For me these capture the idea that although the landmark buildings remain relatively unchanged, when you add the 4th dimension of time into the equation each individual experience of them is subtely different. And the 'reality' of that landmark is a sum of those experiences. It's a beautiful concept and to capture it so effectively is admirable.

It's amazing to me what some people have the time to get upset about, but I love any post that prods the shade-tree attorneys to chime in. I think it's a clever idea. We've all done what Vionnet is poking fun at. As photographers, I think we could all learn to laugh at ourselves a little more, and not always be so eager to jump behind the ethics podium at every opportunity.

Since this is conceptual art in that the explanation carries about as much weight as the actual work, think of how much more texture it would have if each image was accompanied by a list of all the photographers who participated and from where they came.

Lots of variations on this possible, same scene at different times of day, or week, or year, before and after construction, same street corner 5 years apart, etc. Neat stuff.

On photographers taking the same or similar images. Every one has seen photos from Bosque del Apache Wildlife Reserve. The hilarious photo is from the bird's point of view, hundreds of photographers, shoulder to shoulder, taking similar shots.

I'm a U.S. citizen based in the U.S., and not an expert on copyright. So my comments should be taken as reflective of my understanding of the rules under which I live and work, and shouldn't be construed as expert legal advice in any case.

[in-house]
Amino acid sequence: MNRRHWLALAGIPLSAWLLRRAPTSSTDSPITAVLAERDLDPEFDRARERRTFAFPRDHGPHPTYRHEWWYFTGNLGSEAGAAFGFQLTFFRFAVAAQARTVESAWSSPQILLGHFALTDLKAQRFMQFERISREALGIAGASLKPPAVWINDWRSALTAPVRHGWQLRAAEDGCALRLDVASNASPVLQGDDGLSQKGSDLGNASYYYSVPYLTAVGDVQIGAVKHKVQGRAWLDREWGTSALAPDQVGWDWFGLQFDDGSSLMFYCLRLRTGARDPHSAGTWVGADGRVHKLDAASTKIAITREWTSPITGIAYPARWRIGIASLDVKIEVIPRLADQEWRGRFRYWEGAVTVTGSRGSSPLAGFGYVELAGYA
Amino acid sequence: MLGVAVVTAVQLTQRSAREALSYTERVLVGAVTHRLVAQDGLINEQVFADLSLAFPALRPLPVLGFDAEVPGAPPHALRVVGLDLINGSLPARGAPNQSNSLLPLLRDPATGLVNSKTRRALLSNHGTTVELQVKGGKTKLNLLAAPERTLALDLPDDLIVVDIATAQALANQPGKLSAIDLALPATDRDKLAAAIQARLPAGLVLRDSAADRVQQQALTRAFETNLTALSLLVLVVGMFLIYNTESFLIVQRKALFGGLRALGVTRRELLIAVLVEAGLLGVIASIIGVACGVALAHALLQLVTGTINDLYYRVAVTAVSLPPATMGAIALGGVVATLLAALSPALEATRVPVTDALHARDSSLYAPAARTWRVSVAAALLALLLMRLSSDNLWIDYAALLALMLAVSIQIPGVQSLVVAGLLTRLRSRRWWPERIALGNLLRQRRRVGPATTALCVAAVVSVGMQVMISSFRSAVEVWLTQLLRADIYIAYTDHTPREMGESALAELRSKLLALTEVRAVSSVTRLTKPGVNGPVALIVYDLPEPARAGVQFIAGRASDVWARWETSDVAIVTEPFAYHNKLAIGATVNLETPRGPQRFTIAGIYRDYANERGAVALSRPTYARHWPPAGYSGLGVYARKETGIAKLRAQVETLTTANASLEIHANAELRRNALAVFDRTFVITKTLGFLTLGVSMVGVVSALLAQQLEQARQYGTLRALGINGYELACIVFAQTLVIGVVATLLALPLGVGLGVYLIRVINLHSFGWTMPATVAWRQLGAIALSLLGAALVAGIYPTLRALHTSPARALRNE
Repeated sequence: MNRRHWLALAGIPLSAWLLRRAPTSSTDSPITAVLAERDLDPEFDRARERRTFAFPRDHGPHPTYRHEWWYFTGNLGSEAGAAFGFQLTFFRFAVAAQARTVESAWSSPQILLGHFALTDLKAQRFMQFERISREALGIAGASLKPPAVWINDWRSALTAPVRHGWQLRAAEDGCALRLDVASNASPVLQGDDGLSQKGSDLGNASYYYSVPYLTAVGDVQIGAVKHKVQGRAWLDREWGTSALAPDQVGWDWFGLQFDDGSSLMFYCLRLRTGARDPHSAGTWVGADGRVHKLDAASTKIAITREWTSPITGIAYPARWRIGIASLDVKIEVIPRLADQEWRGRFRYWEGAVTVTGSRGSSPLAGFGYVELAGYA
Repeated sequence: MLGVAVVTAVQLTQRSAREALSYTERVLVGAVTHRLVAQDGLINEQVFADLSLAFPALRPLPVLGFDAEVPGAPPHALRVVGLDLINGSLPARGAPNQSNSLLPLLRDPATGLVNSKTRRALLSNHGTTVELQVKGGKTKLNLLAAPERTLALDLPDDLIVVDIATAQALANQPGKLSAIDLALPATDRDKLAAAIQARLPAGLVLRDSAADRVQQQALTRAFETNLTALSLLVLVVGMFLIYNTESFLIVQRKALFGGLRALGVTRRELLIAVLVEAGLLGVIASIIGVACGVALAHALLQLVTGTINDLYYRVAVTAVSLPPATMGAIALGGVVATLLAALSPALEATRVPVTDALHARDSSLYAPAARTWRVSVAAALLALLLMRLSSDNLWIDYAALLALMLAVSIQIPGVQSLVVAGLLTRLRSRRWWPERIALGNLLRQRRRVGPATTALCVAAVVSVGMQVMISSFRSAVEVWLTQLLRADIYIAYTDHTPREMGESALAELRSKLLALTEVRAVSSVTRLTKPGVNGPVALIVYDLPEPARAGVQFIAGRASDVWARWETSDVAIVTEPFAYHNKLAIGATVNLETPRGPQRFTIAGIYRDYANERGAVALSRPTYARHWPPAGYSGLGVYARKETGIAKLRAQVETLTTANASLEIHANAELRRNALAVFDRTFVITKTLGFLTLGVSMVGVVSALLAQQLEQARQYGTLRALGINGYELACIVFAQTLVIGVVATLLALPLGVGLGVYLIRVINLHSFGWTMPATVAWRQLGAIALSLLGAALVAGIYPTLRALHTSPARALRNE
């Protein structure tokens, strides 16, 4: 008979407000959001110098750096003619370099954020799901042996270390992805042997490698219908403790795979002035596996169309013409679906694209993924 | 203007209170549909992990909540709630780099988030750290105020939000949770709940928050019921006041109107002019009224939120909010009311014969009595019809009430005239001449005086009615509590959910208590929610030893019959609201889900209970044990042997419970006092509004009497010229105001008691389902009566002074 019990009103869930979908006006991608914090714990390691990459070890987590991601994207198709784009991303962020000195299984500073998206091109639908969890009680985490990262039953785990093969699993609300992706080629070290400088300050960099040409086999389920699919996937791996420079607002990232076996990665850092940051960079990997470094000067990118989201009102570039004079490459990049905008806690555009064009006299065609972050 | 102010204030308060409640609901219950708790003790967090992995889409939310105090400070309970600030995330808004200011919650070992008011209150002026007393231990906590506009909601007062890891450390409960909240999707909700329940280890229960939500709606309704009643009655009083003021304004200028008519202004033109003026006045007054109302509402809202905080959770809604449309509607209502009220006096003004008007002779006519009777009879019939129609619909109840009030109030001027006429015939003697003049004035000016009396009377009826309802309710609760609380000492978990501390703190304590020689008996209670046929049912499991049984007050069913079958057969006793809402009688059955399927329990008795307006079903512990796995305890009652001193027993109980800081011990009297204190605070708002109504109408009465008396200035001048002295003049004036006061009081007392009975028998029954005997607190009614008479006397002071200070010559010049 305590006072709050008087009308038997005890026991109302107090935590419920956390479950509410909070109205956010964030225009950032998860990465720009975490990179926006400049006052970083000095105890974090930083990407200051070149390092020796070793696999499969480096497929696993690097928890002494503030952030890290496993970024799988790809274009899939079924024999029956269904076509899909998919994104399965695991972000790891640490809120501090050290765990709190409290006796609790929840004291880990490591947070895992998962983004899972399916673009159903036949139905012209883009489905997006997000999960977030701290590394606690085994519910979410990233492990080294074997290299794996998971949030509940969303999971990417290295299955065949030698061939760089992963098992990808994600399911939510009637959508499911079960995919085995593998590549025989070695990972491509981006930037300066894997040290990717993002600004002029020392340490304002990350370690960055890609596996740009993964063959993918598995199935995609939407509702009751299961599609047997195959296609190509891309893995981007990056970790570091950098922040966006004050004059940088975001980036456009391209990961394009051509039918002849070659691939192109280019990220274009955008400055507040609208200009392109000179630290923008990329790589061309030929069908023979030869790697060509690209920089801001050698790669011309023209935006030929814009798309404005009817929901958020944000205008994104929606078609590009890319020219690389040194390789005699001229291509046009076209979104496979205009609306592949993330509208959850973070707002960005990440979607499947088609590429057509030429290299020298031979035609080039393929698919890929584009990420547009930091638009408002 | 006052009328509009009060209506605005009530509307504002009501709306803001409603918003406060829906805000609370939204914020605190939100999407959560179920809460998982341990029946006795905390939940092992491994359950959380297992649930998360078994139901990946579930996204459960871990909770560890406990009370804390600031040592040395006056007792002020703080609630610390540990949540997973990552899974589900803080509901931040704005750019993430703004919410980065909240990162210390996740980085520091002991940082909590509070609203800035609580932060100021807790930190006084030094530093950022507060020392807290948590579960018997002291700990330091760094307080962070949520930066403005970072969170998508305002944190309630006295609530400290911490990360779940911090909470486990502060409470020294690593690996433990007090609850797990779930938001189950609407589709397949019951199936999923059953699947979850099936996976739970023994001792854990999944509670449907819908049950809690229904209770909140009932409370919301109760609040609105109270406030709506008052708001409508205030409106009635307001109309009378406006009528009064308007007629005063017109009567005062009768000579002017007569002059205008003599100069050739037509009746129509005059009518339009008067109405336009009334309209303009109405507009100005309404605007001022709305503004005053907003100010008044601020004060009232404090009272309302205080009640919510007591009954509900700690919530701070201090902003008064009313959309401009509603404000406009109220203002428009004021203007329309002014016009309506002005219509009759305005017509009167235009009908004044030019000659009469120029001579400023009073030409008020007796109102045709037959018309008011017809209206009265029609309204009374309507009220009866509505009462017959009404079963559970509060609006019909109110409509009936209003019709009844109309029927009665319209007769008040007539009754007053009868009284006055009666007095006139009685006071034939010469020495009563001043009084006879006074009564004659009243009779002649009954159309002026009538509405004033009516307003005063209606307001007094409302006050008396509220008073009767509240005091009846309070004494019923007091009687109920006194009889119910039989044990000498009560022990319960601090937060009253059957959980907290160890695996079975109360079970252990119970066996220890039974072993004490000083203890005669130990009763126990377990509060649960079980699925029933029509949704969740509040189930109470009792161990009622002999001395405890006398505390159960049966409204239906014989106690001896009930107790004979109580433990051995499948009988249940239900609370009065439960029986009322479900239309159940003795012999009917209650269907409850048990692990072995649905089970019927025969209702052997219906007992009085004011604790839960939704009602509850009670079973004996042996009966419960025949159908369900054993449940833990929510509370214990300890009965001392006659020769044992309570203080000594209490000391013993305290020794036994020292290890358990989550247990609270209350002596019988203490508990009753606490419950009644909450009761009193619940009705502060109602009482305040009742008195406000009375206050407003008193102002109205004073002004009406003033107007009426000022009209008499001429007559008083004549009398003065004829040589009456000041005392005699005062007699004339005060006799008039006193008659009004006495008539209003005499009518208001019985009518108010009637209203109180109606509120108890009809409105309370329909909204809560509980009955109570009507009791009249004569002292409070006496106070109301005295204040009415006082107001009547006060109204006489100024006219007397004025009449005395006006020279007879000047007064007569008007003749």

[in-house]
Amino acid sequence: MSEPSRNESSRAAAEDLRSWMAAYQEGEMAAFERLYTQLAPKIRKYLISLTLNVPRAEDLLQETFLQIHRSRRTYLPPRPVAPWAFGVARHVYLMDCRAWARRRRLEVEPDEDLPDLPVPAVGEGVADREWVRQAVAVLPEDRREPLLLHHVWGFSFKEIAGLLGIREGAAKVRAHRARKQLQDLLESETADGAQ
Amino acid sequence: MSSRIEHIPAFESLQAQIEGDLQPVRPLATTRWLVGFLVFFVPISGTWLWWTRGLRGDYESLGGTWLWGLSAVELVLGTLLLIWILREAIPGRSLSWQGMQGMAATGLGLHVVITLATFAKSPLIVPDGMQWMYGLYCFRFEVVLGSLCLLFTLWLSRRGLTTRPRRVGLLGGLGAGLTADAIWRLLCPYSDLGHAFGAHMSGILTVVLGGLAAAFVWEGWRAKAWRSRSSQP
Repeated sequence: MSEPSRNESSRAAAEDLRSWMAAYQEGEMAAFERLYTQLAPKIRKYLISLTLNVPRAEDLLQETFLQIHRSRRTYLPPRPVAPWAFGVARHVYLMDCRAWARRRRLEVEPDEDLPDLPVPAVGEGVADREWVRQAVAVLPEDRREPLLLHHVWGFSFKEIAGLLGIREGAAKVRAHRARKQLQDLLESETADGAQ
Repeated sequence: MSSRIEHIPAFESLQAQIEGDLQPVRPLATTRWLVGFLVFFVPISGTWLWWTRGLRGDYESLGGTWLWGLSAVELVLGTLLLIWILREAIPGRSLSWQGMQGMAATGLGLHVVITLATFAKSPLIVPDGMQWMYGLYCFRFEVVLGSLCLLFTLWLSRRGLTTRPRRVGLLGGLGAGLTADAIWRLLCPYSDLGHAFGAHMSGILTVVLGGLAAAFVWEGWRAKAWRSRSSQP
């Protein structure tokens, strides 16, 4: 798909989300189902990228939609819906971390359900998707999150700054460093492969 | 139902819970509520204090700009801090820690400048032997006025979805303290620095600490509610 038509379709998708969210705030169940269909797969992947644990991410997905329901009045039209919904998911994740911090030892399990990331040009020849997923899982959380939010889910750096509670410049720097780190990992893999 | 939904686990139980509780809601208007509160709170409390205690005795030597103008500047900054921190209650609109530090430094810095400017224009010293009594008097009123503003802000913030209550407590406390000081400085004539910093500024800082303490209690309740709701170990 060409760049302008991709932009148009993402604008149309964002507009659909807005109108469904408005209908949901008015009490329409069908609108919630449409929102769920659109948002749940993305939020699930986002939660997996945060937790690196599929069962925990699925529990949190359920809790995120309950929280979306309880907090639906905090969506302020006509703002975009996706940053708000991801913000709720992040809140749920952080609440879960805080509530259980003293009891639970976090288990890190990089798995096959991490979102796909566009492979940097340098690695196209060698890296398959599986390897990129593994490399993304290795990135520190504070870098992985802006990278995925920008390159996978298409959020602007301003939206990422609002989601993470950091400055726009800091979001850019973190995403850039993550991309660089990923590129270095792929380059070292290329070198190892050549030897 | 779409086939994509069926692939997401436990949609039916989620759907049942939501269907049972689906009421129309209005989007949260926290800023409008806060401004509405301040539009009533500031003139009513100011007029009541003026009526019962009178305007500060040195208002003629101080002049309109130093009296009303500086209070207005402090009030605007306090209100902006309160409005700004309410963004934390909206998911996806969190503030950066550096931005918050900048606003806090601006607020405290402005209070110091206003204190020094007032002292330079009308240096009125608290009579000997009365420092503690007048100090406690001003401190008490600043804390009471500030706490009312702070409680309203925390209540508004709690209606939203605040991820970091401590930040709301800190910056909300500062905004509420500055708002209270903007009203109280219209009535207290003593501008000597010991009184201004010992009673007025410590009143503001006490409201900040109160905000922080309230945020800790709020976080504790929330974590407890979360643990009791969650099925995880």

A similar technique is being applied by photographer Mike Mike in his Faces of Tomorrow project. But instead of layering multiple shots of the same place, he's layering multiple portraits of different people into an 'average person' for each region that he visits. Interesting stuff.


At last! Photographs I can appreciate without hunting for my reading spectacles.

Mike, thanks for editing my comment so that I am not in violation of fair use while trying to explain fair use. Like I said I am no expert but you are for sure. One more thought about the type of art that started this conversation, I would't mind having a boring travel photo (something I have in excess) that merited no real discussion sampled/appropriated for use in creating something people were passionately examining. In this case it seems the artist was successful in getting people to look, feel and think. That is what art does and so many boring travel photos don't.

As far as the images themselves, I think this may be a case, in my aesthetic opinion, of a really, really cool idea which just doesn't work very well in practice. I think the idea is fabulously interesting and a great what-if. It's just that the answer to "what if?" in this case is, "Well, nothing much, for the most part." I can believe that this might sometimes produce something really cool, but it would be random chance, kind of like how even a mediocre photographer will produce the occasional stunner if you give him enough flash cards. (You lookin' at me? You LOOKIN' at me? You lookin' at ME?)

As far as the copyright issue, copyright infringement is always and everywhere a question of fact: as was pointed out, only a court can really determine whether an infringement has occurred and, if so, whether or not the infringement was a Fair Use. (If you take nothing else from this post, take this: Fair Use is a DEFENSE. If you have to cite Fair Use, you are essentially admitting that you have infringed.)